What’s in the box from Prepd, one of the recipe-kit delivery services taking over Toronto’s home kitchens
You can’t fire up a podcast these days without hearing a spot for Blue Apron, the recipe-kit startup that—so much for those promo codes—does not operate here. But Toronto has its own services that will drop boxes of ready-to-prep ingredients right at your doorstep. We’re cooking our way through them to find out how they work and, most importantly, taste.
What comes in each Prepd box, and how much does it cost?
Prepd’s standard omnivore and vegetarian options include three meals for two people. At $60—an even $10 per serving—it’s the least expensive meal-kit delivery option we’ve tested. (Boxes can be scaled up to feed four people, for $120, or scaled down for solo diners, for $40.) Just as we wondered what accounted for the high price tag of the most expensive service in this series (HelloFresh, at $79.99), we’ll explore what might contribute to Prepd’s more wallet-friendly ways.
How is everything packaged?
Aesethetically speaking, Prepd doesn’t make the best first impression. Where every other meal-kit service we’ve tried delivers an insulated box or cooler bag, Prepd arrives in a plain cardboard box sealed with painter’s tape. And while competitors packages each recipe in its own sealed container, Prepd’s come in clear, unsealed plastic bags of individually portioned ingredients. But everything was still appropriately chilled when we opened the box, including the meat, which was sandwiched between two large freezer packs and tightly bubble-wrapped. One nice touch: Prepd delivers on Sunday, and will call your phone—multiple times, even—when they’re about to drop off the box.
This box contained three recipes:
• Baingan Bharta Eggplant Curry (above)
• Rosemary-Rubbed Steak
• Smoky Aztec Stew
Prepd’s packaging isn’t much to look at, but the instruction sheet included with each recipe is pretty close to what you’d expect to receive from a more expensive service.
And now, let’s get cooking!
We’re going meatless today and making the baingan bharta eggplant curry, with spinach and chickpeas over brown basmati rice. The base of the dish is a huge roasted eggplant, ideally cooked over a hot, hot fire. (We’ll be sticking with the oven for today.)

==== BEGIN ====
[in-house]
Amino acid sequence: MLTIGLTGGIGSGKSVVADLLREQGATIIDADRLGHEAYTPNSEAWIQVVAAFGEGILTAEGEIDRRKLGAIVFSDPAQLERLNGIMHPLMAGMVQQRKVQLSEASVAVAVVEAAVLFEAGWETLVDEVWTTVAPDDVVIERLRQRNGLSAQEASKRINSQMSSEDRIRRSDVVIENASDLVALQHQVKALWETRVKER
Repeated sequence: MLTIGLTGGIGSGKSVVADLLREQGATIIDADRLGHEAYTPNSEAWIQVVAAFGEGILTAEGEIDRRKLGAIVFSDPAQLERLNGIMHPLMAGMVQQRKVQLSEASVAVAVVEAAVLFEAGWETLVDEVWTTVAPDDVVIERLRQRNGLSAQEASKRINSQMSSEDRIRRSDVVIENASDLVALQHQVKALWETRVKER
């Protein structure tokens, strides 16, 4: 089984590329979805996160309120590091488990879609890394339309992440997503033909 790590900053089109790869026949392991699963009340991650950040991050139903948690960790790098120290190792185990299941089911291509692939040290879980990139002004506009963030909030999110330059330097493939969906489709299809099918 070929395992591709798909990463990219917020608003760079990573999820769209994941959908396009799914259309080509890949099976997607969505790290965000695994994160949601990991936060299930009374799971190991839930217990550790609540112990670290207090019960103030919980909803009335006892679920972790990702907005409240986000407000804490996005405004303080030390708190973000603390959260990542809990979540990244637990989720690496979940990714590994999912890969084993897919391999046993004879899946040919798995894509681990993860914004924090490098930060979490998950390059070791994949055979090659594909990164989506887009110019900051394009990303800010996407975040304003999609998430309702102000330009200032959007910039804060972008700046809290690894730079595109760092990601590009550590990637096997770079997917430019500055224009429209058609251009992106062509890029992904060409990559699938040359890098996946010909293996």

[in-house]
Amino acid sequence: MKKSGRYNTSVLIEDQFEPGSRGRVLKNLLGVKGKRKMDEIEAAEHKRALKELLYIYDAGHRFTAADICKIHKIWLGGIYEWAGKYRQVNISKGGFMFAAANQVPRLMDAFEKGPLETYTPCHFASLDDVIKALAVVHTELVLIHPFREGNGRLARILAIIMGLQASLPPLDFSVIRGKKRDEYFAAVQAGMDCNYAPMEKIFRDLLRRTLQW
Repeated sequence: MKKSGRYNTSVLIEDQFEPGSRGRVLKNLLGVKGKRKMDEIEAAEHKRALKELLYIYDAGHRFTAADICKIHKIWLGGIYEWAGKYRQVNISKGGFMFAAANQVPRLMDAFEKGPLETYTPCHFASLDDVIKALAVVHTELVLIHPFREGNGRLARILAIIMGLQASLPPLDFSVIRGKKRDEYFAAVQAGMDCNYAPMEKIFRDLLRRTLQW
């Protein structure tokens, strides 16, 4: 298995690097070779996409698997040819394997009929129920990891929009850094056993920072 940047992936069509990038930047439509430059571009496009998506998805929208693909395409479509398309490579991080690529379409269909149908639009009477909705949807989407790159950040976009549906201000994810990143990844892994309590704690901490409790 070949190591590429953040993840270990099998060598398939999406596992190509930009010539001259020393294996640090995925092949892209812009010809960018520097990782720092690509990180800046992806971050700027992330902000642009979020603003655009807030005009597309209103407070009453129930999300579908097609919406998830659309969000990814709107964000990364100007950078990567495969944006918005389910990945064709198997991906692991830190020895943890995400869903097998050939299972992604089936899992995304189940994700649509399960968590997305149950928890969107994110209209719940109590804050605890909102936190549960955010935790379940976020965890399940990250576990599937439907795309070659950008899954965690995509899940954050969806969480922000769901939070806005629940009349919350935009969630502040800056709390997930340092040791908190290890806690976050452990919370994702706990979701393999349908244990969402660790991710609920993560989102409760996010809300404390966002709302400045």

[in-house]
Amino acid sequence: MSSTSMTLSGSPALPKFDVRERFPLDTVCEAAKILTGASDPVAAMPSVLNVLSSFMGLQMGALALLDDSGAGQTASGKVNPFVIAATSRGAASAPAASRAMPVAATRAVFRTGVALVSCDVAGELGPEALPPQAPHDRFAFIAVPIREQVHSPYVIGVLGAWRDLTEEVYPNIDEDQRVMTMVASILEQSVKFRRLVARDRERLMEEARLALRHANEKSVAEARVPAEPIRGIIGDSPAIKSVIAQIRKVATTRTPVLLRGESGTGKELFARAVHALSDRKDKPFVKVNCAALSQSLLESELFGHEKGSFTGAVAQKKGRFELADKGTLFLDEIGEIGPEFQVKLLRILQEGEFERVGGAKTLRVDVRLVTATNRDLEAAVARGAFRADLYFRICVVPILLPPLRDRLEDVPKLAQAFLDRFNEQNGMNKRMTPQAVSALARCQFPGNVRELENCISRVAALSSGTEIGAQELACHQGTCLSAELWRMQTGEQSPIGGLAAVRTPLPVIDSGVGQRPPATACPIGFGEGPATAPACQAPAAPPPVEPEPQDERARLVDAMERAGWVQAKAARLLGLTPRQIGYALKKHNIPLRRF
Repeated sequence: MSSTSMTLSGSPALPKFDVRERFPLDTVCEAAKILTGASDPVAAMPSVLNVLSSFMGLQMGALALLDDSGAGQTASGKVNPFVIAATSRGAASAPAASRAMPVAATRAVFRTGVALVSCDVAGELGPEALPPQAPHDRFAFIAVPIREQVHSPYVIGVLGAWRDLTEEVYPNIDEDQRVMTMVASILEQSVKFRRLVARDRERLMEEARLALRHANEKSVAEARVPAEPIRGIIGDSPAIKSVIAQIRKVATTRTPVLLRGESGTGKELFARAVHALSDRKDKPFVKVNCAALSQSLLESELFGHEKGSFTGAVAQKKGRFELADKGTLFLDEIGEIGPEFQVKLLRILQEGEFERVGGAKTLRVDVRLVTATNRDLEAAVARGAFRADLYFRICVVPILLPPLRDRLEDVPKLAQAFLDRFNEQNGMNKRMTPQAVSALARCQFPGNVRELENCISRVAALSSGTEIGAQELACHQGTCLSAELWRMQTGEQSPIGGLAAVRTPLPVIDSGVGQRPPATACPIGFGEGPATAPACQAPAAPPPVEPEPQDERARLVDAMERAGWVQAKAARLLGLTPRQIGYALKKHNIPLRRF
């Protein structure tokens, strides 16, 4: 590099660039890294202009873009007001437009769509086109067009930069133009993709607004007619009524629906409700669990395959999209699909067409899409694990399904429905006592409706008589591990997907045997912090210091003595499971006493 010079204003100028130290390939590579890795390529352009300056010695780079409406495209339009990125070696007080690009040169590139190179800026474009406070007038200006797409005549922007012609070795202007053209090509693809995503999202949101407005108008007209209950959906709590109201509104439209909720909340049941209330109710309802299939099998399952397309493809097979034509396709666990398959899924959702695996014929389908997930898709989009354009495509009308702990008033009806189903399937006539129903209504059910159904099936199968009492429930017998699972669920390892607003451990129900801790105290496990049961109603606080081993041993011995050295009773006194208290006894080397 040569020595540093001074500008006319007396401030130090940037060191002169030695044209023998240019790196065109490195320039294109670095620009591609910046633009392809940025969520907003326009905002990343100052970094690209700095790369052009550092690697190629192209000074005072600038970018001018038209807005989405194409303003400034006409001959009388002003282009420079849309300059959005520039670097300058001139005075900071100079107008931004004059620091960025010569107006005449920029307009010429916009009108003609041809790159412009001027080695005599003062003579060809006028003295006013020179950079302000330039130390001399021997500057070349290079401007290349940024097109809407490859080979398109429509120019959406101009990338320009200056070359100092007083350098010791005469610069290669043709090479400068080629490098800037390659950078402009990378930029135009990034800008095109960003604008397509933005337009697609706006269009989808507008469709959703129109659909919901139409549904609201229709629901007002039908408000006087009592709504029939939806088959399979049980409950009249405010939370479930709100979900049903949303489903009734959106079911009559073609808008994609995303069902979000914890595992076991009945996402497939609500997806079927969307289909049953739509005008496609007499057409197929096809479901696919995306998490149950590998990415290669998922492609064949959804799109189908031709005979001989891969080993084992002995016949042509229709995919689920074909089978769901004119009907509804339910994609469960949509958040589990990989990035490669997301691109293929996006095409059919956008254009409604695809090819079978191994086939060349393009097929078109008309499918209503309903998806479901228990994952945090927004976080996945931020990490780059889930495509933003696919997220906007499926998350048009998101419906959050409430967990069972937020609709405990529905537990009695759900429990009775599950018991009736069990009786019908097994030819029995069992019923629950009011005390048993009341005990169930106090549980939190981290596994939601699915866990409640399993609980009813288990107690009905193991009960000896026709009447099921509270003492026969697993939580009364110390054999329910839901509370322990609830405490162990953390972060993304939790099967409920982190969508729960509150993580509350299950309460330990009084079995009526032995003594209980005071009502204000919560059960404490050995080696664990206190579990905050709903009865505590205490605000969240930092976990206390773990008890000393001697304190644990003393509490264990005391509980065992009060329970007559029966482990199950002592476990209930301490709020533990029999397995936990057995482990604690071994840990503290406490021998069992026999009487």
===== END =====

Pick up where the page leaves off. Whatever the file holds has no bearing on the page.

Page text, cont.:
First, we’re going to slice open the eggplant, drizzle it with olive oil and toss it in the oven to get all nice and browned:
While that’s going on, we’ll prep the basmati rice on the stovetop and dice the vegetables, like this jalapeño that will give the curry some flavour and heat:
We’ll put some colour on the onions and then season them with a spice blend of garam masala, cumin seeds, coriander and ground curry leaves, along with some fresh ginger:
By this point, we’ve added chickpeas, tomatoes and the roasted eggplant to the onions, along with some yogurt, and we’ve cooked it down for a bit to thicken it. The last things to add are the chopped jalapeños and the spinach:
And just like that, it’s curry time. It’s plated here with the basmati rice, the remaining yogurt, and the fresh mint, which your humble recipe tester didn’t do a very good job of finely chopping. The recipe is timed at 35 minutes, which is just about accurate.
How was it?
While it could have used a bit more of the spice blend, it hit most of the important curry notes. And it was copious: the portion produced by this meal kit was enough for two full servings, and decent-sized lunch portion the next day. (And curry is one of those foods that’s always better the next day.)
Prepd isn’t the flashiest of meal-kit services. But for a local operation—its delivery radius stretches east-west from Victoria Park to the 427, and north-south from the 407 to the lake—its recipes stand up against tough competition, and for a weekly savings that would amount to more than $250 per year compared to the average cost for these boxes.
Order this box if
You think you might be interested in a meal-kit subscription, but aren’t sure it’s worth it. Not only is Prepd the most affordable option out there, but it offers a trial option that will deliver a one-off box that won’t automatically lock you in to a weekly delivery schedule before you’ve even had a chance to try the first recipe.